2. Writing to a named pipe makes readers on the pipe runnable.
  3. If the reader was running anyway on another CPU (as in the busy-wait case), there’s nothing for the scheduler to do.
  4. But if the reader was blocked on a select, then the kernel may well schedule it now.
  5. This scheduling decision might result in the writer process yielding.

However, it’s dangerous to be carried away by a plausible theory. Step 5 surely can’t be right: the scheduling of the reader would surely only cause the writer to yield if the machine were starved for CPU time, and that doesn’t seem to be the case: the load average was only a few percent. So it’s time for some more experiments.

Well, that certainly sinks my theory! If there are no writes on the named pipe, then there can’t be any scheduling decisions based on those writes. It’s beginning to look as though the common factor is that the test case runs fast if the server is hogging 100% of a CPU, regardless of whether there is any communication between the two. So maybe it doesn’t matter whether the CPU-bound process is the server?

So my new theory is that I am seeing the effect of power management. That is, I believe that a CPU-bound process causes the system to power up more CPU resources, and other programs benefit from this. A quick way to test this theory is to run a program that’s completely unrelated to [PRODUCT] but which also runs many subprocesses (let’s use the configure step from a Python source installation, which happens to be handy), and see if it benefits from a concurrent CPU-bound process:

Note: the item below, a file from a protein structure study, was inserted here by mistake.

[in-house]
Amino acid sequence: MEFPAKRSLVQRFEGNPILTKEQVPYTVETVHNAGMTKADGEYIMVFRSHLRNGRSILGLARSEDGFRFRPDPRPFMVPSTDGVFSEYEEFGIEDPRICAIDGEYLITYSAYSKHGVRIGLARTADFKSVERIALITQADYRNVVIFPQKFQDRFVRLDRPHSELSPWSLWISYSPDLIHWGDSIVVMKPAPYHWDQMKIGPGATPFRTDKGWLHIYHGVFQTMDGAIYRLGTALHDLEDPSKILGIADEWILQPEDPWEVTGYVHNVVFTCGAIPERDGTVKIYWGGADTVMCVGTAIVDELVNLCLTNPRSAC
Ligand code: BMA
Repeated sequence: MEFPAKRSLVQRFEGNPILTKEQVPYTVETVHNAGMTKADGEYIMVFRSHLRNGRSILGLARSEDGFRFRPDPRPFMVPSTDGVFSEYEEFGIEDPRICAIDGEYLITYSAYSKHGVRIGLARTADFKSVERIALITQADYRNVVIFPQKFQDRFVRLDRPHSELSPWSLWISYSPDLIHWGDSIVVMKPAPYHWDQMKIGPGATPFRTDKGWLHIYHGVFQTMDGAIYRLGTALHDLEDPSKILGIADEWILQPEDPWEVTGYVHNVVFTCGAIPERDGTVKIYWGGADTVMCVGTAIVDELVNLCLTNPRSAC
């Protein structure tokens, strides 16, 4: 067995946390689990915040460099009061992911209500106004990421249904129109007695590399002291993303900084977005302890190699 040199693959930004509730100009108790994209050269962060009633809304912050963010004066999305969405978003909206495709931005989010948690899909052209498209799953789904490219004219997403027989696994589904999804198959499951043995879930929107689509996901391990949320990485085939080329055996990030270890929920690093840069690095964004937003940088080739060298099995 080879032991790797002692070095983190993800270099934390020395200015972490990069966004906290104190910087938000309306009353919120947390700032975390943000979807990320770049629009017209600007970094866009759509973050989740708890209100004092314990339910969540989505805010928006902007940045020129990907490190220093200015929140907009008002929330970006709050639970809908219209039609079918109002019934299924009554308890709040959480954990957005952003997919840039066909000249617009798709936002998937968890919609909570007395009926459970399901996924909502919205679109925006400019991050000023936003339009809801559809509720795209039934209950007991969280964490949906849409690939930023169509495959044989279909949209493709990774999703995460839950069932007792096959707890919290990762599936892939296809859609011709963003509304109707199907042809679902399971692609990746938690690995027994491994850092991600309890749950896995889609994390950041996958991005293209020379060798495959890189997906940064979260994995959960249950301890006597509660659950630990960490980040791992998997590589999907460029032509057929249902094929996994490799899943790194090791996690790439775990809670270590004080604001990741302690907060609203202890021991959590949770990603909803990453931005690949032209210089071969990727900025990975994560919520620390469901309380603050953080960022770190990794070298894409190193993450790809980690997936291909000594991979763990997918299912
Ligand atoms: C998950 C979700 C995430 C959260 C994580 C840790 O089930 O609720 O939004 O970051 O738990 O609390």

$ time ./configure > /dev/null
real    0m18.358s
user    0m11.157s
sys     0m7.447s
$ (while :; do :; done) &
[1] 30219
$ time ./configure > /dev/null
real    0m13.889s
user    0m8.249s
sys     0m5.629s

So this is a general phenomenon and nothing to do with [PRODUCT]. It seems that what is happening is that the CPU-bound process causes one of the CPUs on the Intel Core i7 to be boosted to full speed (aka Intel Turbo Boost):

$ grep MHz /proc/cpuinfo
cpu MHz     : 1200.000
cpu MHz     : 1200.000
cpu MHz     : 1200.000
cpu MHz     : 1200.000
cpu MHz     : 1200.000
cpu MHz     : 1200.000
cpu MHz     : 1200.000
cpu MHz     : 1200.000
$ (while :; do :; done) &
[1] 22222
$ grep MHz /proc/cpuinfo
cpu MHz     : 1200.000
cpu MHz     : 1200.000
cpu MHz     : 1200.000
cpu MHz     : 1200.000
cpu MHz     : 1200.000
cpu MHz     : 1200.000
cpu MHz     : 1200.000
cpu MHz     : 2801.000

and then this benefits other processes when they get scheduled onto the boosted CPU. This explains why the performance results were so different on the Ubuntu virtual machine in experiment 2: the virtual machine was configured to use a single CPU, so the CPU-bound server process competed with [PRODUCT] for the resource.

So in the end there was nothing wrong with the product! It was the performance measurement test that was wrong. For accurate comparison, Intel Turbo Boost has to be disabled for the duration of the test, as described at kernel.org.


  1.  This is based on a true story, but details have been changed.